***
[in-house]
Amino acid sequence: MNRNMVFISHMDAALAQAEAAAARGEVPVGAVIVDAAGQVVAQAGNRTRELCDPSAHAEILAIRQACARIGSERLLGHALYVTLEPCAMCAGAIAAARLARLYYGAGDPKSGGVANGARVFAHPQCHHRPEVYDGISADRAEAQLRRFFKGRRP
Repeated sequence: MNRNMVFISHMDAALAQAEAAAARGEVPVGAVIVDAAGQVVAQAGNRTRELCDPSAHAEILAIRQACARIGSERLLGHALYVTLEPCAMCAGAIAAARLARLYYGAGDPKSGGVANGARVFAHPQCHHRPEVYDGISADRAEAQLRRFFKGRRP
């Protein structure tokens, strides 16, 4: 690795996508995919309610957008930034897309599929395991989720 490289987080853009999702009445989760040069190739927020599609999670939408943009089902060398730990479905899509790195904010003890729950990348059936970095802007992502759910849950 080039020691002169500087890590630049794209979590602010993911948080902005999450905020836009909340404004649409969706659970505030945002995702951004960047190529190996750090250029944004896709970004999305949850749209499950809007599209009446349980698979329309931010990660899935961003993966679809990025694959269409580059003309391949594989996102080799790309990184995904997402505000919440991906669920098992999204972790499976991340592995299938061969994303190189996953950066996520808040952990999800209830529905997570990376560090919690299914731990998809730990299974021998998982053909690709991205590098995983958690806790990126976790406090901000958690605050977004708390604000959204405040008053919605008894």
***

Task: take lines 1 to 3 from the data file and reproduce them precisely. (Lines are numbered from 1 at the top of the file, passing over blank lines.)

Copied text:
[in-house]
Amino acid sequence: MNRNMVFISHMDAALAQAEAAAARGEVPVGAVIVDAAGQVVAQAGNRTRELCDPSAHAEILAIRQACARIGSERLLGHALYVTLEPCAMCAGAIAAARLARLYYGAGDPKSGGVANGARVFAHPQCHHRPEVYDGISADRAEAQLRRFFKGRRP
Repeated sequence: MNRNMVFISHMDAALAQAEAAAARGEVPVGAVIVDAAGQVVAQAGNRTRELCDPSAHAEILAIRQACARIGSERLLGHALYVTLEPCAMCAGAIAAARLARLYYGAGDPKSGGVANGARVFAHPQCHHRPEVYDGISADRAEAQLRRFFKGRRP